The 71-year-old Rose, nattily attired in a tan hat and a colorful striped shirt with "Hit King" embroidered on the collar, says he's "a little sad" nobody was elected to the Hall of Fame on Wednesday.
Yet Rose sees both sides of the Hall debate: Although he's a friend of Barry Bonds, Roger Clemens, Sammy Sosa and every star of baseball's Steroids Era, Rose also says anything that artificially alters the game's statistics shouldn't be praised or honored.
And if a player linked to steroid use ever broke Rose's record of 4,256 hits, Charlie Hustle would object vehemently.
"I don't know who did what, and I really don't care," Rose said. "All I can tell you is if there's drugs involved, the most sacred thing in baseball is the stats. We've been taking stats since 1869 ... and whenever you do something that can alter the statistics of the game, it's not good for the game."
Rose wonders what Babe Ruth or Roger Maris would have to say about Bonds, Sosa and Mark McGwire being kept out of the Hall.
"Because those were the records that were assaulted, not mine," Rose said. "Not my record. If someone came up with 4,257 hits and was linked to steroids, I'd have a lot to say. If I'd have took steroids, I'd have got 5,000 hits, so it wouldn't have been fair."
Rose reserved his greatest praise for Craig Biggio and Mike Piazza, saying both players should have easily gained first-ballot Hall admission from their offensive statistics. Rose also stumped for Dave Parker and Jim Kaat.
"I think everybody got caught up in the steroid situation and forgot" about Biggio and Piazza, Rose said.
Rose treads more lightly around first-time nominees Bonds, Clemens and Sosa, warmly praising all three while still reserving full endorsement of their Hall worthiness.
"The only person I'm going to defend (from) yesterday ... I've got to give Roger Clemens some slack," Rose said. "Here's a guy that says to this day that he didn't take steroids. He's never flunked a drug test, and he went to two courts and they both ruled in his favor. So I don't know. And I know there's suspicion, but you don't not vote for a guy because of suspicion."
Rose agreed to a permanent ban from baseball in 1989 after the former Cincinnati Reds player and manager was accused of betting on baseball. He is also banned from inclusion on the Hall of Fame ballot, although four voters gave him write-in votes this week.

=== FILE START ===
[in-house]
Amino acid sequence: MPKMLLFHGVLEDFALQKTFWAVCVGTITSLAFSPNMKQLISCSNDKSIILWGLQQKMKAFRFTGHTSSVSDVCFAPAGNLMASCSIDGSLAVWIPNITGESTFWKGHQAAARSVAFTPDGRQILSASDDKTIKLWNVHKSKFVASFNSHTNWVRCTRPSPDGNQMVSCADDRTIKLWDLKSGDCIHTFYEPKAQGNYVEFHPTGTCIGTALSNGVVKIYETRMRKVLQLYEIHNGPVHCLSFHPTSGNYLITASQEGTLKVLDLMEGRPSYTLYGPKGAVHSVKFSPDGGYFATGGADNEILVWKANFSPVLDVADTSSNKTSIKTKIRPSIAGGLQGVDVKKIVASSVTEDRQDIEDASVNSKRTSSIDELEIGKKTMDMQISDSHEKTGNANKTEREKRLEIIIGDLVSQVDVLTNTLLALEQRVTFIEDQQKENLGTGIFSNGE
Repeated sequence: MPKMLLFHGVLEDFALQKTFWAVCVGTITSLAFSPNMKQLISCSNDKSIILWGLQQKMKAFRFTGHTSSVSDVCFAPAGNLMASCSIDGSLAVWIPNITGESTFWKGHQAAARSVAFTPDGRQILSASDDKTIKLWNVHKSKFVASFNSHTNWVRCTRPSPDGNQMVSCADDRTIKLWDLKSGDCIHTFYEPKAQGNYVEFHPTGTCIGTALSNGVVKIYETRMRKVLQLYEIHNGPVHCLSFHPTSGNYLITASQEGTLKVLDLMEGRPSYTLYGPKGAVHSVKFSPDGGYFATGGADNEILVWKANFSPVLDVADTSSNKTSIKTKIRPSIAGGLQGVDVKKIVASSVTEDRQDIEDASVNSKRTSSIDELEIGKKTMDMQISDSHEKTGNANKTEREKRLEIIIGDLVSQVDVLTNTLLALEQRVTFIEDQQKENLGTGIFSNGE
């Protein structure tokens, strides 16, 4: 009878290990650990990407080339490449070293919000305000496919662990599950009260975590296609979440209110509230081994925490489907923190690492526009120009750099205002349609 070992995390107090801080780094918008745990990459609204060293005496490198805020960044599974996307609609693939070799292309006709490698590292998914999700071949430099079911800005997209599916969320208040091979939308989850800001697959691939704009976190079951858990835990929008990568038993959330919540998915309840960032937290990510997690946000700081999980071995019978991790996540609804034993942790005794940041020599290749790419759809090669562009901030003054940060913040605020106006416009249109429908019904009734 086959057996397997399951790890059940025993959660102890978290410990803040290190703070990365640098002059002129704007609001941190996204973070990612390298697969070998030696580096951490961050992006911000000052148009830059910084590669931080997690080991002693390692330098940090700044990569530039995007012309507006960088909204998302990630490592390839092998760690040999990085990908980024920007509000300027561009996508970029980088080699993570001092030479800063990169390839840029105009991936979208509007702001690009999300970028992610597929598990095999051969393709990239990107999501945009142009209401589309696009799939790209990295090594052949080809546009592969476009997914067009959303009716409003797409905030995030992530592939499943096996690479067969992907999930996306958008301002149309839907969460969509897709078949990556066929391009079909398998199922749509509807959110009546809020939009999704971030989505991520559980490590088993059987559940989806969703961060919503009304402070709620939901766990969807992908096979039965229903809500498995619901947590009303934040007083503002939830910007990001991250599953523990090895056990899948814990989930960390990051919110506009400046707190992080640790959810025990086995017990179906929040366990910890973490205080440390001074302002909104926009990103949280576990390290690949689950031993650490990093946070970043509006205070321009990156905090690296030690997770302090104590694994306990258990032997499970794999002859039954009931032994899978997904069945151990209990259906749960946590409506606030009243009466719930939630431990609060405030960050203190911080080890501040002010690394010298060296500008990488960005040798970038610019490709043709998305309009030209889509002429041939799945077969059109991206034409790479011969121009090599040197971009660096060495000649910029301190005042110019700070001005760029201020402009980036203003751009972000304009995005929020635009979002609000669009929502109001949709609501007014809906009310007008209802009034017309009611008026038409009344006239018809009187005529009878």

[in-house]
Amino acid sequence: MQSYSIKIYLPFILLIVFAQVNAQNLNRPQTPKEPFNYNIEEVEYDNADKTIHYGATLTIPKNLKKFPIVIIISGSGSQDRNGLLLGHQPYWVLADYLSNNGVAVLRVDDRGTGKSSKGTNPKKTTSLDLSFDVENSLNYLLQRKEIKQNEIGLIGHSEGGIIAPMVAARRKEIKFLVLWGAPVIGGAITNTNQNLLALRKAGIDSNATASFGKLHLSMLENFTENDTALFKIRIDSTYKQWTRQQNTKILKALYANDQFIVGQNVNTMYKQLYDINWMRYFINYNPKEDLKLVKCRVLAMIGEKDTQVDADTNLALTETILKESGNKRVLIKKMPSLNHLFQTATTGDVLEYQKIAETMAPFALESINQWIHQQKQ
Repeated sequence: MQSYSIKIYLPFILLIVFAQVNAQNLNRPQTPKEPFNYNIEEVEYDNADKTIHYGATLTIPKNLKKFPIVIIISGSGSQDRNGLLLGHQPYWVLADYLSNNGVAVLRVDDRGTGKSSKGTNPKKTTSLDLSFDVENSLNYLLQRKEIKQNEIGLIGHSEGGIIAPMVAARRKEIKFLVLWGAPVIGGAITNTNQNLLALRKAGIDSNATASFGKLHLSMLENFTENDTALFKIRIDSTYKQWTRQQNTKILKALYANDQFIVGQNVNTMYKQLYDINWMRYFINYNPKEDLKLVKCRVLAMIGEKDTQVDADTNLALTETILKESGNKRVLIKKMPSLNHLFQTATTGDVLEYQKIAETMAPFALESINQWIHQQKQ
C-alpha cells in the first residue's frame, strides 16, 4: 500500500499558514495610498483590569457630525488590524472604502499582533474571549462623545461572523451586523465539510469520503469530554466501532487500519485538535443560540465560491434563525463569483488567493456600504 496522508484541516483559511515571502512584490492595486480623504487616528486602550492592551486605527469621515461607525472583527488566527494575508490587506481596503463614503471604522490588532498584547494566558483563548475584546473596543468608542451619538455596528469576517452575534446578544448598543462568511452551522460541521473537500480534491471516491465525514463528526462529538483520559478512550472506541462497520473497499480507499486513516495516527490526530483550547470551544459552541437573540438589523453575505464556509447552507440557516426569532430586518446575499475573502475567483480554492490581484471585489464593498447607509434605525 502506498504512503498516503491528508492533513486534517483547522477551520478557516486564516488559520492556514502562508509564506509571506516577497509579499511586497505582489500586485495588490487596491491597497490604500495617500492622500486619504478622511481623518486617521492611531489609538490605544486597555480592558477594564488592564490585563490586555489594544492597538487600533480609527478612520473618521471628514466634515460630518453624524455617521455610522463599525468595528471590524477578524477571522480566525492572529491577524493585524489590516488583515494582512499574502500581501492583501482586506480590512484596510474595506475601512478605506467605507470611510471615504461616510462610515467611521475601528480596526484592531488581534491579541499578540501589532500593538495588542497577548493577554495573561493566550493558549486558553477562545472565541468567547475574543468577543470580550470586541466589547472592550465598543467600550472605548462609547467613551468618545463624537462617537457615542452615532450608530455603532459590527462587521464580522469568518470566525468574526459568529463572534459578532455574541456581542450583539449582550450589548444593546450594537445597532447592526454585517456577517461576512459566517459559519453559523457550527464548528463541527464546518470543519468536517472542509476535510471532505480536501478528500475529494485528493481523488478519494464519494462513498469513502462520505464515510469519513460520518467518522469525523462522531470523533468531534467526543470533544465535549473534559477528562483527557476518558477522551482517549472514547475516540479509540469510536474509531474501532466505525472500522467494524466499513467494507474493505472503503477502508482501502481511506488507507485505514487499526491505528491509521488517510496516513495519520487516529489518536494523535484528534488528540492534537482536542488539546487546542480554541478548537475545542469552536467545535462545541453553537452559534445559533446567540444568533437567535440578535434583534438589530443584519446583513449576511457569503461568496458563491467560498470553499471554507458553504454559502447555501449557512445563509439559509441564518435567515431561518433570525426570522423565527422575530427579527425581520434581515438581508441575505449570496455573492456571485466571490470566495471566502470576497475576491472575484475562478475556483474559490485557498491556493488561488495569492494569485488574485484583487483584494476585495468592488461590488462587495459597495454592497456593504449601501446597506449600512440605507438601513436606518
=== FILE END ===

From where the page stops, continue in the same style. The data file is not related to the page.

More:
Rose said he recently reached out to Commissioner Bud Selig for more dialogue about his possible return to the game, but has no progress to report. Rose thinks Selig is probably tired of hearing his name, which he would understand.
"For me and for all of his fans, it's unjust," Kim said. "We want to see him in the Hall of Fame more than he does. He doesn't want people feeling sorry for him. He knows what he's done."
Rose claims he doesn't think much about his own ineligibility for the Hall during his everyday life with Kim, a onetime Playboy model, and her two children. Their reality show, premiering Monday on TLC, is a survey of their unusual life titled "Pete Rose: Hits and Mrs."
The episode featuring their trip to Cooperstown clearly affected Rose and Kim, who don't live together full-time. While Kim and her two children live in the Los Angeles area in her own home, Rose's primary residence is in Las Vegas, where he eats Subway salads every night of the year and watches sports every night of the year, including three baseball games a day during the season but not waiting for the phone to ring.
"You have to understand, I'm not in that Parade (of Legends) because it's my fault," Rose said. "It's not Bart Giamatti's fault. It's not Bud Selig's fault. I'm the one that (messed) up. Why am I going to get mad at anybody else? All you can do is keep your nose clean, be a good citizen, and maybe someday you'll get a second chance. But when you (mess) up, you can't blame other people. You just hope they understand you committed yourself, and that's one thing this (reality) show will do. It will show a different perspective of me."